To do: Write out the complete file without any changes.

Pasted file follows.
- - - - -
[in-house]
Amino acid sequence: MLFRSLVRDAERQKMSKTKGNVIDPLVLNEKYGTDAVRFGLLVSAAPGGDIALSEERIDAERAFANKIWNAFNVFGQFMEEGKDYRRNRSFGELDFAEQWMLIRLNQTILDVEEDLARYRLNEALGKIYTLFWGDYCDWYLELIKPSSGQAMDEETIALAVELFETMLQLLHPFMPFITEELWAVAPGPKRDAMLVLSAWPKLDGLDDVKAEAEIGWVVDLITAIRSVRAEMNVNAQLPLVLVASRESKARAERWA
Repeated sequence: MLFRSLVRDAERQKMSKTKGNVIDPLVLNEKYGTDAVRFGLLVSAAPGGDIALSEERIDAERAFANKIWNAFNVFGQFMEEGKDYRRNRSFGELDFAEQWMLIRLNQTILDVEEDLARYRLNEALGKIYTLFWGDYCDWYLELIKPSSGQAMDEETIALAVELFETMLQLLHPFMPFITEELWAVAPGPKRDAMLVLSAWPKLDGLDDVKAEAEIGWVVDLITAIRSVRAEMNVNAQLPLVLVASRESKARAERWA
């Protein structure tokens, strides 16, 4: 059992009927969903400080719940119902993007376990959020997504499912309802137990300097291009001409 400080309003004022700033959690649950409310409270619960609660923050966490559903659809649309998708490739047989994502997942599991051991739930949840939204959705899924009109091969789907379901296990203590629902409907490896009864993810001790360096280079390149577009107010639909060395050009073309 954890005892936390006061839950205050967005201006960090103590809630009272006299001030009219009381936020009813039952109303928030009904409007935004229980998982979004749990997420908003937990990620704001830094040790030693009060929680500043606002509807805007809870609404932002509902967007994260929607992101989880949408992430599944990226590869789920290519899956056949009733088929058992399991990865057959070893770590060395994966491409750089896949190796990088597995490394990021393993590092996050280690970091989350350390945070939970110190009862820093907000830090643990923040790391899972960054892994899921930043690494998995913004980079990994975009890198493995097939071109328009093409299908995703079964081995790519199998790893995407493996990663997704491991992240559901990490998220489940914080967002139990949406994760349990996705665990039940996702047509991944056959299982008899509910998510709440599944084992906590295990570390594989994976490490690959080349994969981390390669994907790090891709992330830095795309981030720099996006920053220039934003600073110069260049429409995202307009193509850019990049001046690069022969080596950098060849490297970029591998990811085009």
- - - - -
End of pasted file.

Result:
[in-house]
Amino acid sequence: MLFRSLVRDAERQKMSKTKGNVIDPLVLNEKYGTDAVRFGLLVSAAPGGDIALSEERIDAERAFANKIWNAFNVFGQFMEEGKDYRRNRSFGELDFAEQWMLIRLNQTILDVEEDLARYRLNEALGKIYTLFWGDYCDWYLELIKPSSGQAMDEETIALAVELFETMLQLLHPFMPFITEELWAVAPGPKRDAMLVLSAWPKLDGLDDVKAEAEIGWVVDLITAIRSVRAEMNVNAQLPLVLVASRESKARAERWA
Repeated sequence: MLFRSLVRDAERQKMSKTKGNVIDPLVLNEKYGTDAVRFGLLVSAAPGGDIALSEERIDAERAFANKIWNAFNVFGQFMEEGKDYRRNRSFGELDFAEQWMLIRLNQTILDVEEDLARYRLNEALGKIYTLFWGDYCDWYLELIKPSSGQAMDEETIALAVELFETMLQLLHPFMPFITEELWAVAPGPKRDAMLVLSAWPKLDGLDDVKAEAEIGWVVDLITAIRSVRAEMNVNAQLPLVLVASRESKARAERWA
């Protein structure tokens, strides 16, 4: 059992009927969903400080719940119902993007376990959020997504499912309802137990300097291009001409 400080309003004022700033959690649950409310409270619960609660923050966490559903659809649309998708490739047989994502997942599991051991739930949840939204959705899924009109091969789907379901296990203590629902409907490896009864993810001790360096280079390149577009107010639909060395050009073309 954890005892936390006061839950205050967005201006960090103590809630009272006299001030009219009381936020009813039952109303928030009904409007935004229980998982979004749990997420908003937990990620704001830094040790030693009060929680500043606002509807805007809870609404932002509902967007994260929607992101989880949408992430599944990226590869789920290519899956056949009733088929058992399991990865057959070893770590060395994966491409750089896949190796990088597995490394990021393993590092996050280690970091989350350390945070939970110190009862820093907000830090643990923040790391899972960054892994899921930043690494998995913004980079990994975009890198493995097939071109328009093409299908995703079964081995790519199998790893995407493996990663997704491991992240559901990490998220489940914080967002139990949406994760349990996705665990039940996702047509991944056959299982008899509910998510709440599944084992906590295990570390594989994976490490690959080349994969981390390669994907790090891709992330830095795309981030720099996006920053220039934003600073110069260049429409995202307009193509850019990049001046690069022969080596950098060849490297970029591998990811085009």